September 23, 1935.
In buyer's action against retailer for injury sustained from fall allegedly caused by heel of slipper coming off, instruction that retailer who does not manufacture article sold is not liable for injury resulting to customer because of defect that was either not known to retailer or was defect that customer had equal opportunity with dealer to know held reversible error, in failing to include element brought up by purchaser's contention that dealer's salesman, knowing that heel was loose, assured purchaser that it would not come off, and that purchase was made in reliance upon such statement.
Vendor of chattel made by third person which is bought as safe for use in reliance upon vendor's profession of competence and care is subject to liability for bodily harm caused by vendor's failure to exercise reasonable competence and care to supply chattel in safe condition for use.
APPEAL from circuit court of Harrison county.
HON. J.L. TAYLOR, Special Judge.
Action by Mrs. Annie Morris against the J.C. Penney Company and others. Judgment for plaintiff, and defendants appeal. Affirmed.
Carl Marshall, of Gulfport, for appellants.
It is familiar law in Mississippi that when the trial court errs in granting the losing party a new trial of a cause, and the losing party prevails with the jury in a second trial, the Supreme Court on appeal will reverse the judgment rendered in the second trial, reinstating the verdict in the first.
If the learned trial court in the case at bar erred in vacating the verdict returned by the jury in favor of the appellants in the first trial because of supposed disqualification of the juror in question, it naturally follows that the judgment appealed from should be reversed, and the cause here dismissed.
Easterling Lbr. Co. v. Pierce, 106 Miss. 672, 64 So. 461.
A verdict may not be disturbed for slight, attenuated, or purely speculative reasons.
Brookhaven Lbr. Mfg. Co. v. I.C.R. Co., 68 Miss. 432, 10 So. 66; 46 C.J., New Trial, sec. 48.
A party cannot take the chance of winning, and if unsuccessful complain of the choice of a juror that could have been objected to on his acceptance.
Richardson v. Foster, 73 Miss. 12, 18 So. 573, 55 Am. St. Rep. 481.
The action of the appellee against the appellants sounds exclusively in tort, being based upon alleged negligence of the appellants in selling her the pair of shoes. The action is not one sounding in contract.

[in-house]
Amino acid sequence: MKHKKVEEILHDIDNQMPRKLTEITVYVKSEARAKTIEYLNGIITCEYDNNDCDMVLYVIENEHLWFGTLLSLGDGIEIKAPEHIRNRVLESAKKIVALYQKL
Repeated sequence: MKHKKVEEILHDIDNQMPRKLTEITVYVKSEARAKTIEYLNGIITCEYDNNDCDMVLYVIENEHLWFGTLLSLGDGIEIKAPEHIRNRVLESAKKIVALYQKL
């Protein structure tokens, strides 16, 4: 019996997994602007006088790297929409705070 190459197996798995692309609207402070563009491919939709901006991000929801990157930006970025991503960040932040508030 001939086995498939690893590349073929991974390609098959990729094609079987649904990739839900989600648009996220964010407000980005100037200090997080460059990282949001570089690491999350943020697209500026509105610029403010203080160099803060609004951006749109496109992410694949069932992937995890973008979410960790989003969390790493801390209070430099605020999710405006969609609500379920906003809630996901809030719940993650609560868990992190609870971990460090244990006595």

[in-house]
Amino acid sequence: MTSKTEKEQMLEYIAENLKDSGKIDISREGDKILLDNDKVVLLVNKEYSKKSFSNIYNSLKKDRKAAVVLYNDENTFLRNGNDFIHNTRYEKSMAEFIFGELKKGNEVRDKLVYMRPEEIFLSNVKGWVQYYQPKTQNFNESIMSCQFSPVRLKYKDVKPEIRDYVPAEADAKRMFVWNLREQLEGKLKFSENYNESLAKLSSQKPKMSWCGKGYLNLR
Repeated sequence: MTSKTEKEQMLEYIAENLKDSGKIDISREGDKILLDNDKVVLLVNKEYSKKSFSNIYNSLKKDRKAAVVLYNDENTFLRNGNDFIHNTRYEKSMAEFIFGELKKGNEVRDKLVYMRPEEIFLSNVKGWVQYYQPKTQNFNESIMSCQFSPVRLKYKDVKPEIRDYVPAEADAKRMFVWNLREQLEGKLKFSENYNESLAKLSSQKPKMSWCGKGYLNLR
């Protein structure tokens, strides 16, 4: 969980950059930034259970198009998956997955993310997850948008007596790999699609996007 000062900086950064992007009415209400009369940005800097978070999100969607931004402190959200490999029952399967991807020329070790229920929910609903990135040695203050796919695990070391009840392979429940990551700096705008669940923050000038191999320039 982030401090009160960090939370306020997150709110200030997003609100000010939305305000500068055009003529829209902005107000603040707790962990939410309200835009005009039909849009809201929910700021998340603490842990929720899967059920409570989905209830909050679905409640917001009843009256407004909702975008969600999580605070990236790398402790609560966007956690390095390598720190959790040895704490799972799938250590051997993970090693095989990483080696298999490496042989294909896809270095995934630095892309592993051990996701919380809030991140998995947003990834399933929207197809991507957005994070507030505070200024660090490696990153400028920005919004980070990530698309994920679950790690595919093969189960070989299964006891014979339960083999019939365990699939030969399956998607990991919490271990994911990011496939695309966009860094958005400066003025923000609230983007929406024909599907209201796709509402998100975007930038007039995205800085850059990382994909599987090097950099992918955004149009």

A pair of shoes being merely an article of wearing apparel, never conceived to be inherently dangerous, the appellants did not manufacture those sold, but purchased them from a reputable and standard producer of such articles.
The proof showed without conflict that the heel of the shoe in question was attached by the same methods used in the manufacture of other shoes; and that any looseness of the heel testified to by the appellee was observed by her equally with the appellant Hersinger, they together concluding that the heel was safely attached.
A vendor of an article who is not its manufacturer, cannot be held liable for an injury resulting from defectiveness of manufacture, in the absence of proof that the vendor was chargeable with active negligence in concealing a known defect.
W.T. Pate Auto Co. v. W.J. Westbrook Elevator Co., 142 Miss. 419, 107 So. 552; J.F. Kerwin v. Chippewa Shoe Mfg. Co. et al., 163 Wis. 428, 157 N.W. 1101, L.R.A. 1916E, 1188; Birdsinger v. McCormick Harvesting Mach. Co., 3 L.R.A. (N.S.) 1047, 183 N.Y. 487, 76 N.E. 611.
It would be a strange rule that would prohibit retail dealers from boasting of the merits of their wares, manufactured by others, on pain of being held liable in damages for remote and improbable injuries arising from their use, unanticipated at the time of the sale.
55 C.J., Sales, 138.
H.H. Evans and Bidwell Adam, both of Gulfport, and Chalmers Potter, of Jackson, for appellee.
The court below committed no error in granting plaintiff's motion for a new trial.
4 C.J. 663; Thomas v. Carter, 117 So. 634; Veitch v. Southern R.R. Co., 126 So. 845; Conner v. Central of Ga. Railroad, 128 So. 289; Mills Lbr. Co. v. Hull, 131 So. 902; Scott v. National City Bank of Tampa, 146 So. 573.
One of the grounds for the new trial urged in the motion shows that the court erred in granting the instruction as follows: "The court instructs the jury that a retail dealer in merchandise who does not manufacture the article sold is not liable for an injury resulting to a customer because of a defect that was either not known to the retail dealer, or was a defect that the customer had an equal opportunity with the dealer to know; and if the jury believe from the evidence in this case that the said shoe heel did come off from a defect of manufacture, if such were the case, and that the plaintiff received injury therefrom, if such were the case, it is the sworn duty of the jury to return a verdict for the defendants, unless the jury has been satisfied by greater weight, or preponderance of the evidence, that said defect, if any, was known to the defendant, was unknown to the customer, and the customer did not have an equal opportunity with the retail dealer to discover the defect, if any, before the occurrence of the said injury."
Whenever a statement of fact is made by one who apparently knows of the fact of which he is talking, the injured party may rely upon such a statement without inquiry, although the means of correct information are within his reach.
Nash Mississippi Valley Motor Co. v. Childress, 125 So. 708.
The instruction is erroneous and, therefore, the granting of the new trial was proper, because where a person is chargeable with liability for a defective appliance, he is guilty of concealing this defect if he represents to the purchaser that the appliance is safe.
Olds Motor Co. v. Shaffer, 145 Ky. 616, 140 S.W. 1047, 37 L.R.A. (N.S.) 560; Pearcy v. Michigan Mutual Life Ins. Co., 111 Ind. 59, 60 Am. Rep. 673.
The defendant was not entitled to a directed verdict.